My coworker just passed by the writers’ corner and exclaimed, “It’s like a garden over here!” And, honestly, it is. Roses abound in the Rue office on Valentine’s Day. Unfortunately, however, in four to seven days, sad, half-wilted petals will stand in their place. Sure, you could make potpourri – while knitting mittens for your bridge group. Or, you could do something far more fabulous: give yourself a facial. According to SELF magazine’s contributing blogger Alexandra Samuel, roses are “ridiculously” good for the skin. “They’ve got built-in toners to get you glowing.”

How to Make an At-Home Petal Facial

Image via SELF

Continue reading “Coming Up Roses: How to Make an At-Home Petal Facial” »

February 14, 2014

Ladies and gentlemen, tomorrow’s the day. If you’ve prepped your partner, flowers are in your future (hopefully delivered to your desk at work, in front of all your friends). The downside? In three to five days, those pretty petals will begin to wilt. In the spirit of being crafty – and a tiny bit sentimental – here are two ways to preserve that bouquet for years to come.

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The Hairspray Method
Ideal for flowers with delicate petals, like daisies, tulips, and lilies.

What you’ll need:

  • Bottle of aerosol hairspray
  • Twine

How to do it:

  1. Remove flowers from their vase when they’re in full bloom (or at least before they begin to wilt).
  2. Lightly mist each flower with hairspray.
  3. Tie twine to the flowers’ stems and hang them upside down in a cool, dark place (like your basement or closet) for two to five days.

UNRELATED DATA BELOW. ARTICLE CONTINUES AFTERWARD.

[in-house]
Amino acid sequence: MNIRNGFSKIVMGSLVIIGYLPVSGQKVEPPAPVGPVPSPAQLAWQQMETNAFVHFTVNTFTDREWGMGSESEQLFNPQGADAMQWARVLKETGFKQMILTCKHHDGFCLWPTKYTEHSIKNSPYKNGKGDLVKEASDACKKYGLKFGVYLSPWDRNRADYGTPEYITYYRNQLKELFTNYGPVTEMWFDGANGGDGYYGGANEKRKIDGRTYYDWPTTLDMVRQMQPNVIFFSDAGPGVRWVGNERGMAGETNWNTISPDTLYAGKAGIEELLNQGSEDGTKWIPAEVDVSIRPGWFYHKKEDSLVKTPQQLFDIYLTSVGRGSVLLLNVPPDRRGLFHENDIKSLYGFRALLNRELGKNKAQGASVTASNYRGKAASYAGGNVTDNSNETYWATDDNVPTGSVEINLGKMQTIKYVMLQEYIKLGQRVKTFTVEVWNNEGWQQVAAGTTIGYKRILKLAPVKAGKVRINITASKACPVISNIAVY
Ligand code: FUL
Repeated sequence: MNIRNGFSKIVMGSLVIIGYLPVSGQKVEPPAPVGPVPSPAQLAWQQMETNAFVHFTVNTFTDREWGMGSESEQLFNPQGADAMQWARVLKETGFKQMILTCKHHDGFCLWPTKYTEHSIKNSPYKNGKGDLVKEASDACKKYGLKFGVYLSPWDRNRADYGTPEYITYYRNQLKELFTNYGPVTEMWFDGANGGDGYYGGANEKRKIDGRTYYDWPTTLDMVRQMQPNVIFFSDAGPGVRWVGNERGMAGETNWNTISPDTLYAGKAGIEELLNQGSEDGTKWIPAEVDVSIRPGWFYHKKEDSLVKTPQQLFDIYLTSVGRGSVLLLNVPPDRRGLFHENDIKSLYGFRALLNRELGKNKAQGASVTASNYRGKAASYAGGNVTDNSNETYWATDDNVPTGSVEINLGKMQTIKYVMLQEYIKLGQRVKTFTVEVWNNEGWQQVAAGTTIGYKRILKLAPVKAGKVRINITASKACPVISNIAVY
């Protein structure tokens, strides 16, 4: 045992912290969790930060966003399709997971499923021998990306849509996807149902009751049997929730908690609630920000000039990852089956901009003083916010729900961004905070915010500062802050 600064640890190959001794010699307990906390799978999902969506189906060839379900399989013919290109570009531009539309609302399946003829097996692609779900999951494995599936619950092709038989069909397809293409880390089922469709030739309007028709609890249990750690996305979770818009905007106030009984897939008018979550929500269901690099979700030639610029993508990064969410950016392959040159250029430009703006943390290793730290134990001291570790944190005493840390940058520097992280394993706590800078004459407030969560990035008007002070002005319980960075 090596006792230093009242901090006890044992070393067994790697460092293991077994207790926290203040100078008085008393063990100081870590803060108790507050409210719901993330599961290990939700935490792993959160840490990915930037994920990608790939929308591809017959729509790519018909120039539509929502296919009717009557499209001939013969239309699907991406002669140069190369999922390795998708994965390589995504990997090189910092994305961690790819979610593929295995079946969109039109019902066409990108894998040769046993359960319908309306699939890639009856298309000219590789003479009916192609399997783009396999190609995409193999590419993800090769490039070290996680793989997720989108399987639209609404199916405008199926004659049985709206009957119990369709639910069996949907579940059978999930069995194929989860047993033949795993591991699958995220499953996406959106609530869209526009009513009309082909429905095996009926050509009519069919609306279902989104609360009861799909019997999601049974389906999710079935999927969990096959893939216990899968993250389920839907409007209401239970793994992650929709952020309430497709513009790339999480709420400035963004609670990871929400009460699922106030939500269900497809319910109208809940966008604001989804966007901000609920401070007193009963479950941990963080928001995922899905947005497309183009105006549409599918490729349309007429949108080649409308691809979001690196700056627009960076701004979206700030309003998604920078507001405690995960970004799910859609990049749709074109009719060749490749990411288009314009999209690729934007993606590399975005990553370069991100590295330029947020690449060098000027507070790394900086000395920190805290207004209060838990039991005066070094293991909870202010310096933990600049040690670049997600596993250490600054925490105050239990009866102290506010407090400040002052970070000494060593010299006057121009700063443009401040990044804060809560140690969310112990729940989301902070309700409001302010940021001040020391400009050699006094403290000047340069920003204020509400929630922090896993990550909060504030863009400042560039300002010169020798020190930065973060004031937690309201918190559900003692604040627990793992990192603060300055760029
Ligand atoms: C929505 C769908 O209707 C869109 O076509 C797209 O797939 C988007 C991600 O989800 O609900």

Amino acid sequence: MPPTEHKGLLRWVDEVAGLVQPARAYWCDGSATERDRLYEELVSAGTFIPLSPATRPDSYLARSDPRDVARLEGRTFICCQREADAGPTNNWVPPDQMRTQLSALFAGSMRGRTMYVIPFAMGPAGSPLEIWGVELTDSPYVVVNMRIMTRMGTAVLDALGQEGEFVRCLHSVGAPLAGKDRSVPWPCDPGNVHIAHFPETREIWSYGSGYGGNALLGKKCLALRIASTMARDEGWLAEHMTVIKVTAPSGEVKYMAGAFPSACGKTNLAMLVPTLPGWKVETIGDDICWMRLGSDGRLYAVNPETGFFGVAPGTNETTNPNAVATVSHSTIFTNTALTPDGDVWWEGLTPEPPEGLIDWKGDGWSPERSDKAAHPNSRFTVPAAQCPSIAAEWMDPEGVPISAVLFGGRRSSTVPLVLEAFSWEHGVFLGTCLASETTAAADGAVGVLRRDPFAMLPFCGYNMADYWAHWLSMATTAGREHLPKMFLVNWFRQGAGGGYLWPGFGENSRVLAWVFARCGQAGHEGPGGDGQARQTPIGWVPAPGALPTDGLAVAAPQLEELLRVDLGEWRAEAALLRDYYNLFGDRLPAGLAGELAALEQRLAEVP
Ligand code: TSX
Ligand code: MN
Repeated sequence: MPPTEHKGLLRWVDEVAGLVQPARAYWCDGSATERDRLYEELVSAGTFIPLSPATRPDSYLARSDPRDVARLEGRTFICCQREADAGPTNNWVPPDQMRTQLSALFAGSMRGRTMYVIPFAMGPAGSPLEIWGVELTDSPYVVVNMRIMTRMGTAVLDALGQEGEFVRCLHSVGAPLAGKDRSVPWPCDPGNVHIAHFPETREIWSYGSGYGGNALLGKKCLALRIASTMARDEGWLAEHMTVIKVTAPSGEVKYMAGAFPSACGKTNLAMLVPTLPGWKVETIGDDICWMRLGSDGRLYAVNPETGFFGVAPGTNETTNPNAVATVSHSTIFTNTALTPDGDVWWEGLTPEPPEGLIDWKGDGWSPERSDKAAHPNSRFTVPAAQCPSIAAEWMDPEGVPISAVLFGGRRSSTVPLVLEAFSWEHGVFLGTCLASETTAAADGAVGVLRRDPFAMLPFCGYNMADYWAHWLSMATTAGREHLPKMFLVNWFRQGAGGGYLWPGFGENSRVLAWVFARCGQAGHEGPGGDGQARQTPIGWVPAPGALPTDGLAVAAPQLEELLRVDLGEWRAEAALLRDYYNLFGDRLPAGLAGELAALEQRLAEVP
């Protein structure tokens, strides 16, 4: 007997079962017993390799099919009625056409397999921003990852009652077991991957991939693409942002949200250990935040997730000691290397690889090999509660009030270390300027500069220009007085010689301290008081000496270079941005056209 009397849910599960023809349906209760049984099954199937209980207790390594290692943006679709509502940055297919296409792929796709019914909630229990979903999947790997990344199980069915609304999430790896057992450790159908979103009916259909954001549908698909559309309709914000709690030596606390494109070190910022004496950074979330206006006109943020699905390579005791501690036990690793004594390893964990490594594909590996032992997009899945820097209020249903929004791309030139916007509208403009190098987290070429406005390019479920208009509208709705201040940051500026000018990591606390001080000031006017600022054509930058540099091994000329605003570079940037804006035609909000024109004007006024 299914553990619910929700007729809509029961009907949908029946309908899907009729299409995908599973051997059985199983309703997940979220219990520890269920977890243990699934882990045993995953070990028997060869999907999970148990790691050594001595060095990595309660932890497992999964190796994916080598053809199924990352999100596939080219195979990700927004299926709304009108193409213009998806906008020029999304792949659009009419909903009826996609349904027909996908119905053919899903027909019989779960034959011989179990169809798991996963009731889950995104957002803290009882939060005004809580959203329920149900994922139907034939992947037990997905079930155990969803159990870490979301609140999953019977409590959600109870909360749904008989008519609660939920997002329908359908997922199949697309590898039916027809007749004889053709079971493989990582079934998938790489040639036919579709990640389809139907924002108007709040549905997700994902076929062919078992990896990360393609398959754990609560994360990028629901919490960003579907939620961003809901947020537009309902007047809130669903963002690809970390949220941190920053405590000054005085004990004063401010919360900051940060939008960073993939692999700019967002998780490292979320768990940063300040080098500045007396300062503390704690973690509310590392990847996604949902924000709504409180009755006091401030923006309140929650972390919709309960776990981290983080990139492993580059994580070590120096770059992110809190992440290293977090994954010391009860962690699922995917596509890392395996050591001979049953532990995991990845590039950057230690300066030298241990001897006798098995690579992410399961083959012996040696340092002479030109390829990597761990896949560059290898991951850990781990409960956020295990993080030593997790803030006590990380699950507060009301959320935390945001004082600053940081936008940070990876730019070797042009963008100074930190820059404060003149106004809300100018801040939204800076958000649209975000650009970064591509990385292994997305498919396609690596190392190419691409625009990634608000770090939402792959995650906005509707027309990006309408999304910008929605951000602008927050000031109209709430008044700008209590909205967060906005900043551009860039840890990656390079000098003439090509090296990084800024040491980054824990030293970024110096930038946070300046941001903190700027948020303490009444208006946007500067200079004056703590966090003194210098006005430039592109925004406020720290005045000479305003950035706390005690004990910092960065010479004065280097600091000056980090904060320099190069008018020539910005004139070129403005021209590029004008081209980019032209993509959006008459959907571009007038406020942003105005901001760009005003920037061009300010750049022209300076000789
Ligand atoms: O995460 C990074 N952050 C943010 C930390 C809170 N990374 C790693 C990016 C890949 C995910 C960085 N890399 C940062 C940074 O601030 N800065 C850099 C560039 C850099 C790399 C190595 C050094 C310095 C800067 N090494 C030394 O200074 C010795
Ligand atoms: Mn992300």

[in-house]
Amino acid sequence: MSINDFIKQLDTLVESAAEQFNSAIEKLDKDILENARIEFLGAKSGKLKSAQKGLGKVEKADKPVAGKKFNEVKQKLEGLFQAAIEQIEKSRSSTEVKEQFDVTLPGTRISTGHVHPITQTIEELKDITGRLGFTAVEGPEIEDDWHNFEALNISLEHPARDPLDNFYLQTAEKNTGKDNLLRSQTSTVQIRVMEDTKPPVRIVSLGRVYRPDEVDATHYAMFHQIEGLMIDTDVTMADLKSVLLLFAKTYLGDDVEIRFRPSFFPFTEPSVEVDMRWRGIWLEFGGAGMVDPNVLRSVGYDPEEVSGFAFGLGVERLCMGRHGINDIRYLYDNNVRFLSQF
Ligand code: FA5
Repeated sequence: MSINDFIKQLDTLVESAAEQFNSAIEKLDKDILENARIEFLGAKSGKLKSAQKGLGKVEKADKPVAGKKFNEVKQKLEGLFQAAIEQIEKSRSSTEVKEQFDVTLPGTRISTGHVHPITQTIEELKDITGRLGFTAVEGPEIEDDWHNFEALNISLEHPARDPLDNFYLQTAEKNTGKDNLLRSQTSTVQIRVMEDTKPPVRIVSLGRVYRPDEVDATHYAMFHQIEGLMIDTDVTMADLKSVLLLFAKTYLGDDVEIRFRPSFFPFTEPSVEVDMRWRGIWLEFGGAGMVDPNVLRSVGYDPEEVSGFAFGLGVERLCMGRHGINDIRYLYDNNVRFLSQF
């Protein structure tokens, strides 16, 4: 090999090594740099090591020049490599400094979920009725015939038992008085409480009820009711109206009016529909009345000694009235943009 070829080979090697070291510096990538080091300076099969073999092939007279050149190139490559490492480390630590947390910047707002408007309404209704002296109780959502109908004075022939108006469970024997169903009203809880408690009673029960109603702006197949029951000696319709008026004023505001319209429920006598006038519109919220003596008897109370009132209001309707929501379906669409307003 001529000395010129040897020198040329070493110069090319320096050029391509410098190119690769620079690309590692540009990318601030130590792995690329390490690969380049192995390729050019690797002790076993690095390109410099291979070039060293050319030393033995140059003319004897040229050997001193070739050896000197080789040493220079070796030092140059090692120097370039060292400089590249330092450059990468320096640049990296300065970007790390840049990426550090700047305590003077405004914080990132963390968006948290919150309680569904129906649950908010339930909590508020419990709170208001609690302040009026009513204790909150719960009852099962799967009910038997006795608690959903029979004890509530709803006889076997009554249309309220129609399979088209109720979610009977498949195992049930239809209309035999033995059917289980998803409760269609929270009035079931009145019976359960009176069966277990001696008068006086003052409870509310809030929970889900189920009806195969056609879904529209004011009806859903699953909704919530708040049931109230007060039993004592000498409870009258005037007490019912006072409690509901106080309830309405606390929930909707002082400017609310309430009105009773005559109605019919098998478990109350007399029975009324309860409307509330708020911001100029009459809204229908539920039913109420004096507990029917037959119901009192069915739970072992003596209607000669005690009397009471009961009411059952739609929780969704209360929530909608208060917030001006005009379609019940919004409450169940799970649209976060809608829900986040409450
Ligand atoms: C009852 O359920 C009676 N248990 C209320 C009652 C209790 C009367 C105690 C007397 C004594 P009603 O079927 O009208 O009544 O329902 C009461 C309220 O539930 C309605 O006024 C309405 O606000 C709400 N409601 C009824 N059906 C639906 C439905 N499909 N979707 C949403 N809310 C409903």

4. Arrange them back in the vase. If you’re careful not to break the petals (this can be tricky), the colors and shapes of the flowers will last.

The Oven Method
Works best with more compact flowers, like roses, carnations, marigolds, and chrysanthemums.

What you’ll need:

  • Oven
  • Baking dish
  • Sand (hit the craft store, unless you live near the coast)

How to do it:

  1. Set oven to its lowest temperature, between 100 and 200°F.
  2. Fill the bottom of the baking dish with one to two inches of sand.
  3. Place the flowers in the dish and cover completely with sand.
  4. Place the dish in the oven for two to three hours. Check the oven periodically to make sure it does not get too hot, and leave the oven door ajar for extra circulation.

By Julia Ivins, Staff Writer

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February 13, 2013

Come Valentine’s Day, choosing a bouquet shouldn’t be as hard as choosing your significant other was (and trust me, I know that’s hard). So, to help you sort out your options, consider this floral guide your bouquet cupid.


The Unexpected Pick: Stargazer Lily
Contrary to popular belief, not everyone wants a dozen red roses for Valentine’s Day. Speckled deep pink and sweetly scented, the stargazer lily is the perfect substitute – one that’s sure to be admired in your loved one’s office. (Trust me – I had this bunch on my desk for an hour before it went down to our photo studio, and it made me one popular writer.)

The Comeback Kid: Carnation
Carnations have gotten a bad rap, but I’m not buying it. In fact, much like Carrie Bradshaw, I’m a big believer that the once-regal flower is making a comeback. And if my word isn’t enough, just look to famous fans Oscar de la Renta, Manolo Blahnik, and Martha Stewart (who’s praised their longevity). Convinced yet?

The Unsung Hero: Greens
No Valentine’s Day bouquet is complete without a little greenery. For bold flowers like roses and tulips, choose hearty greens (like eucalyptus). And when you want a really romantic look, you can never go wrong with a little ivy.

The Classic Blossom: Red Rose
An unmistakable symbol of love, the red rose has pretty much become the unofficial flower of Valentine’s Day. But it’s important to remember the color: while red says love, yellow and white do not. To make sure you get it right (and don’t end up in the doghouse), check out this color guide.

Our Love at First Sight: Flowers by KaBloom Boutique opens Thursday, January 31, at 3PM ET.

By Keriann Coffey, Associate Blog Editor

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January 30, 2013